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Tuesday, 31 March 2020

Zacchaeus

In Luke’s gospel, Jesus’ last encounter with someone before Palm Sunday is with Zacchaeus. It is exactly the kind of provocative encounter that will lead Jesus to the cross in a few days time.

In Sarah’s children’s bible, the story about Zacchaeus is subtitled “The man who didn’t have any friends (none).” Zacchaeus was a tax-collector. He worked for the oppressive Roman government collecting taxes from the Jewish people. Moreover, he took more taxes than he was supposed to do and kept the money to make himself rich. I am not sure what the modern day equivalent is, especially in the midst of a pandemic: the young lad who stock-piles toilet roll and hand wash and then sells it door to door on an estate where many elderly folk live charging four times the price? The rich pub owner who refuses to pay his staff properly during lockdown despite his own massive profit?

You get the picture. Zacchaeus was hated by his own people. So when Jesus comes to town and Zacchaeus wants to catch a glimpse of him, it’s little wonder that he doesn’t try to push through the crowds. No one is going to give him a leg up. No one is going to make space. Shoulders will be pressed together more tightly. Faces will be turned away.

And so Zacchaeus decides to climb a tree ahead of the crowds. That way he will be able to see Jesus, but no one will be able to see him.

But Jesus does see him. Jesus waits until the moment when he is directly underneath hi and then looks up and calls him by his name, “Zacchaeus, come down immediately. I must stay at your house today,”

You can imagine the outrage from the crowd. Does Jesus not know who this person is? Does Jesus not understand the ways in which Zacchaeus has betrayed the Jewish nation and stolen from his own people?

Of course, Jesus does know these things. If he knows Zacchaeus’ name, and his exact location hiding in the tree, he also knows who he is and what he has done. And it is not that those things don’t matter to Jesus. It’s not that Jesus doesn’t care that Zacchaeus has down some really bad things, and hurt people in really serious ways. Jesus isn’t about to offer him a congratulatory clap on the back. But he is able to see something in Zacchaeus that furious crowd is not able to see. Jesus sees that Zacchaeus too is “a son of Abraham”. However ugly Zacchaeus’ life has become, he is still God’s creation, still God’s child. And so he invites himself for tea.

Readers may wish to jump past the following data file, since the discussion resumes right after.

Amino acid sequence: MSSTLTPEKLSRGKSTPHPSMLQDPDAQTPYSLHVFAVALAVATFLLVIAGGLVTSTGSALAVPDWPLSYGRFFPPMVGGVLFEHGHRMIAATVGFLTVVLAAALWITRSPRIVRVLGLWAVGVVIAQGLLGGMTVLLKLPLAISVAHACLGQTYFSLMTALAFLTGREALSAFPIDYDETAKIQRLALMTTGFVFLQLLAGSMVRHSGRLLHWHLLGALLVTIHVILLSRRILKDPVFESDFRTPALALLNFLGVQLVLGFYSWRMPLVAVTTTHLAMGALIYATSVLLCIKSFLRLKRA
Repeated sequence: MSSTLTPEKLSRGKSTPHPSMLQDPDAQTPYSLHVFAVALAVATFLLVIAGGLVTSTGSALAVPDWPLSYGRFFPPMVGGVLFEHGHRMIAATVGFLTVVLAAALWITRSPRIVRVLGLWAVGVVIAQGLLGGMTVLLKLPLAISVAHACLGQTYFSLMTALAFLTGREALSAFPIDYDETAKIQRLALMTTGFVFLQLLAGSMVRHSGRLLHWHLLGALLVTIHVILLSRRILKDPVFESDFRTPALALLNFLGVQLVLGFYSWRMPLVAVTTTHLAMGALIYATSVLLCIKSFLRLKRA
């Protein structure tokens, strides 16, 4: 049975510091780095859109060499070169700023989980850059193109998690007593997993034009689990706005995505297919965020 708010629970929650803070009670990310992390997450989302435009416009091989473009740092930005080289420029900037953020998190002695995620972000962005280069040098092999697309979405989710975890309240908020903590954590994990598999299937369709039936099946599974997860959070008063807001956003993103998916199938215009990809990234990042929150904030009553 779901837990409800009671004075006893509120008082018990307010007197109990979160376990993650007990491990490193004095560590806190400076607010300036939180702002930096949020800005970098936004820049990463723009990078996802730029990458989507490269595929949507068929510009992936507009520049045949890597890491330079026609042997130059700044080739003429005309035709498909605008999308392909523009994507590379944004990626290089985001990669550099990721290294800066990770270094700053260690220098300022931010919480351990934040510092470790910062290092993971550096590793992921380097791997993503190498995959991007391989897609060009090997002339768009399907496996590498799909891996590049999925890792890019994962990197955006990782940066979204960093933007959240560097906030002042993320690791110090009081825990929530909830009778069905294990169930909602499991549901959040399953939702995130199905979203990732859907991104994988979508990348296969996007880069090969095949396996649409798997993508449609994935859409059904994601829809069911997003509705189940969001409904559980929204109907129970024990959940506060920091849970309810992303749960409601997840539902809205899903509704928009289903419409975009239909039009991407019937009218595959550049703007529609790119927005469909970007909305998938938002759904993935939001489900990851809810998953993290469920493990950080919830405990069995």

And in doing so, he ushers in transformation. In treating Zacchaeus with love and dignity (even if we do not think he deserves it), Jesus bring about a radical change in Zacchaeus’ heart and behaviour. Zacchaeus gives up his wealth. He makes restitution for those he has scammed. He demonstrates extravagant generosity in place of his selfish money-making ways.

In our society today, we are seeing some pretty atrocious behaviour. Youths spitting at elderly men and women. Abuse of NHS staff. Selfishness in stockpiling whilst others go from shop to shop desperately searching for baby milk and nappies. Rich business tycoons hoarding their own wealth whilst their employees are thrown into dependence on benefits and food banks. 


But Jesus withholds judgement. He opts instead for love. It is uncomfortable for us to even think about it – to think that some of these men and women should be loved, or that they could change, but that is the uncomfortable message of Zacchaeus today. That change is possible. Jesus is indiscriminate in the way that he loves. He is a God of justice, and he promises that all will be held to account for their actions, but he also promises that he has come to seek and save the lost. He has come exactly for those that we deem unworthy of his love and forgiveness. He has come to bring salvation to unexpected houses, to restore unexpected people to his family. 

Which probably means that I should pray for Boris Johnson instead of badmouthing him. It probably means I should talk to the youths hanging around outside the shops instead of berating them for their unthinking behaviour. It probably means I shouldn't have got so cross at the dog-walker who tutted at me and my kids. It probably means I should seek to understand the fear, anxiety, peer-pressure and misinformation behind people's actions before judging them for those actions. Knowing that Jesus came to seek and save the lost. All the lost. Not just the ones I like and happen to agree with. But all the lost, and that includes Zacchaeus. And it includes me. 

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